Events may be cancelled, postponed or changed without notice.
Please contact the organisers to confirm.


Mikawa Okaeri Festival

This is the spring festival of Fujitsuka Shrine. A portable shrine led by 13 festival floats and a youth group blowing bugles parades around the town. In the early morning of Day 1 (the 3rd Saturday of May), they leave Fujitsuka Shrine. Following 13 festival floats decorated with elaborate urushi lacquer designs known as maki-e or urushi-e, a portable shrine carried by youths dressed in formal Japanese attire for men with the family crest is paraded around the town and arrives at its tentative palace (resting place) late at night. Then, at night on Day 2, the portable shrine leaves the resting place and goes back to the shrine just before dawn the next day, carried by men who live along its "return route." This route is decided on a once-in-every-10-years rotation basis. Festival lanterns line the street to welcome back the deity. On both days, the whole town is caught up in a festival fever. The excitement reaches its peak with the participation of a lot of out-of-town visitors.

Date 3rd weekend of May each year
Site Mikawa area
Inquiry Hakusan City Tourism Division: 076-274-9544


Mushi Okuri (seeing off the insects) in Yokoe

This is a ceremony to see off the insects that are harmful to crops, and to pray for a good harvest. The ceremony used to be held in every part of Japan, but nowadays it is conducted in a smaller number of places. In the evening, the procession starts with an Okedo Daiko drum at its head, followed by people carrying torches. They walk around a lot of rice paddies and then set fire to an arch made of straw rope with the Chinese characters for "Mushi Okuri" in the middle. The flames make the characters stand out clearly.

Date July each year
Site Yokoe area
Inquiry Hakusan City Cultural Properties Protection Division: 076-274-9579


Torigoe Ikkōikki Festival

This festival is held in memory of the Ikkōikki rioting mobs based at Torigoe Castle, who rose up against the troops of Oda Nobunaga and survived a fierce battle. It is held in August every year. Thousands of lit candles and dancing are dedicated to those predecessors. A spectacular fireworks display starts at the height of the festival; large flowers of fire adorn the night sky of Torigoe.


Date Early Auguest each year
Site Roadside Station Ikkōikki-no-sato surrounding area
Inquiry Torigoe Pubic Service Center: 076-254-2011


Hakusan Ichirino Illuminations – Connecting Hakusan through light

Beautiful LED illuminations are lighting up the night sky at Ichirino Ski Resort. They are on for 4 hours after the sun sets and change colour every 30 minutes. There are bathing and accommodation facilities in the local area for those who wish to relax and fully enjoy the colourful lights.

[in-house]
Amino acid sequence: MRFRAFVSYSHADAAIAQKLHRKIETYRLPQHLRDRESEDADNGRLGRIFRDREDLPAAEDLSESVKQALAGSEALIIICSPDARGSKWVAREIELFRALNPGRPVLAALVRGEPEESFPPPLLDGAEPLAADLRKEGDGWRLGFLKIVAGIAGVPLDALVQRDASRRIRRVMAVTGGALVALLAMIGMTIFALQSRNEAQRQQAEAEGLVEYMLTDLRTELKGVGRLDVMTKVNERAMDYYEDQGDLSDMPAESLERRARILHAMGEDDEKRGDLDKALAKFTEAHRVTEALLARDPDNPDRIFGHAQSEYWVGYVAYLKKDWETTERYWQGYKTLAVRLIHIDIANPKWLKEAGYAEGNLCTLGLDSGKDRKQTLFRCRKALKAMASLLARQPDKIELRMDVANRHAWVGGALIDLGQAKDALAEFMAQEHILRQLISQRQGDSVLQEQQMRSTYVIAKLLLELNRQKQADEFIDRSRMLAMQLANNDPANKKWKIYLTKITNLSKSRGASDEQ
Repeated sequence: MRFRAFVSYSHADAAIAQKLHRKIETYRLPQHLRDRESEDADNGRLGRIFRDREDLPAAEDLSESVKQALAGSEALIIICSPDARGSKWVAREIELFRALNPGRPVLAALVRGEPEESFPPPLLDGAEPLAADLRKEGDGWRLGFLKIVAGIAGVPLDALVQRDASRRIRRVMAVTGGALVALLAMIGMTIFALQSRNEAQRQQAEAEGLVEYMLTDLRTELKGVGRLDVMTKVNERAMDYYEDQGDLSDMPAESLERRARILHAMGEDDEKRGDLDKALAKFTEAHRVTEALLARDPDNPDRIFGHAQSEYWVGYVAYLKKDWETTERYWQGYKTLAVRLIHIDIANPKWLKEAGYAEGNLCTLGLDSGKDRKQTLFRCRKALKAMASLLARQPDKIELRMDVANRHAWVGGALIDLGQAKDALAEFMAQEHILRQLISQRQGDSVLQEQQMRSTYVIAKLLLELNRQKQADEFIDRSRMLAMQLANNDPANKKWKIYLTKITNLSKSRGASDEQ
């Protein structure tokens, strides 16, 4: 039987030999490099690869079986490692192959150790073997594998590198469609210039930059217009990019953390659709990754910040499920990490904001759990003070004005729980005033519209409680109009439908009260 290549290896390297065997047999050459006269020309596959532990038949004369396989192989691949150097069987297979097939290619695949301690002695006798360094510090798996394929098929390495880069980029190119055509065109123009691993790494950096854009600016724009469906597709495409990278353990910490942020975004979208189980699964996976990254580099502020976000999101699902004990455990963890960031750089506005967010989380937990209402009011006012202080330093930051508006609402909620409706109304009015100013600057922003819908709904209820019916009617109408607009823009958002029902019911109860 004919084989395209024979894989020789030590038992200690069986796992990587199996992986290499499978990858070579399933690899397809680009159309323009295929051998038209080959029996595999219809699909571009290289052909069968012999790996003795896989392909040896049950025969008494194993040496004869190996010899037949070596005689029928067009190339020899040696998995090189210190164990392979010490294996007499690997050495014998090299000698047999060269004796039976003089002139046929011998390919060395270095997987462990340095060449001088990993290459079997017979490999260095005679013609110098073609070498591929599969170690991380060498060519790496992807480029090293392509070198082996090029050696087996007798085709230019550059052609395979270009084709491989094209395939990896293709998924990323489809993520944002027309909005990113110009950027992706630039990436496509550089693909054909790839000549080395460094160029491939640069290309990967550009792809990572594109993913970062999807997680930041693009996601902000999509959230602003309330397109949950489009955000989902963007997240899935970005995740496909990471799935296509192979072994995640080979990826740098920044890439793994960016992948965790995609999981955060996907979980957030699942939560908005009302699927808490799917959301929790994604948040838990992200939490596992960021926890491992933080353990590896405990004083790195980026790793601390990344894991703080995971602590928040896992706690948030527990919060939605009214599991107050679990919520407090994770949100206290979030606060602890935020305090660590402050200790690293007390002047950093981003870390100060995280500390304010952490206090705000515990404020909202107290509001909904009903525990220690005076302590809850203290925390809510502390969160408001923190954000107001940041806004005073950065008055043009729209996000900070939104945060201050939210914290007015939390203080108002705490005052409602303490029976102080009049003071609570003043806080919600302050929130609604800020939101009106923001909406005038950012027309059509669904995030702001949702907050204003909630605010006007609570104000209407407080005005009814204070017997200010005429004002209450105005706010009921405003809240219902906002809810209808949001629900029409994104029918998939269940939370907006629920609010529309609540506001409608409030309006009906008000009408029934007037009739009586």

Also, every Sunday during the event period, there will be music events with food and local products being sold from stalls. The Ichirino Ski Resort restaurant will also be open until 21:00 every Saturday and Sunday.
Take this opportunity to enjoy your food while gazing at the magical illuminations that cover the slopes.
Furthermore, we are holding an illumination experience event where you can write your wish on a plate and have it placed among the lights. This event will be held every day during the above dates but limited to 100 people per day.
Reservations: Hakusan City Tourism Federation (076)259-5893
※Same day bookings are not accepted


Date Beginning of July to End of September each year
Site Ichirino Ski Resort
Inquiry Hakusan City Tourism Federation:076-259-5893


Horai Festival

This fall festival of Kinkengu Shrine, held to celebrate a bumper crop, dates back about 800 years. The festival features big dolls called Tsukurimono, one of which is a giant samurai warrior doll of about 5 meters in height. It is very impressive to see it paraded around the town.

Date Early October each year
Site Tsurugi area
Inquiry Hakusan City Tourism Division: 076-274-9544


Yuki-daruma (snowman) Festival

This is a festival of the Shiramine area, one of the heaviest snowfall areas of Japan. Local people make their own snowmen as if to show off their creativity, and put them in front of their houses. The whole town is full of snowmen. They are illuminated by candlelight in the evening, which makes you feel like you are in a world of fantasy. During the festival, the town is full of life; there are a lot of food stalls selling locally produced foods such as botamochi rice dumplings, sweet zenzai red bean soup, grilled char, and okara doughnuts.

Date Kuwajima area: Late January, Shiramine area: Early Februar
Site Kuwajima area and Shiramine area
Inquiry Shiramine Tourism Association: 076-259-2721


Higashi-futakuchi Bunya Festival

The Japanese traditional bunya puppet show called "Deku-no-mai" has been handed down in the Higashi-futakuchi area for over 350 years. It is said that its history began when some local volunteers taught people here how to do it after they had learned it in Kyoto. Bunya-bushi storytelling, with its melody and unique foot tapping, resonates in this snowbound mountainous area. The bunya here is said to have retained its original style. The coordination of puppeteers and their puppets can make the performance either powerful or graceful. You can get a glimpse of how people were in the olden days. This type of puppetry is an important intangible folk cultural property of Japan.

Date Mid-February each year
Site Higashi Futakuchi History and Folklore Museum
Inquiry Hakusan City Tourism Division: 076-274-9544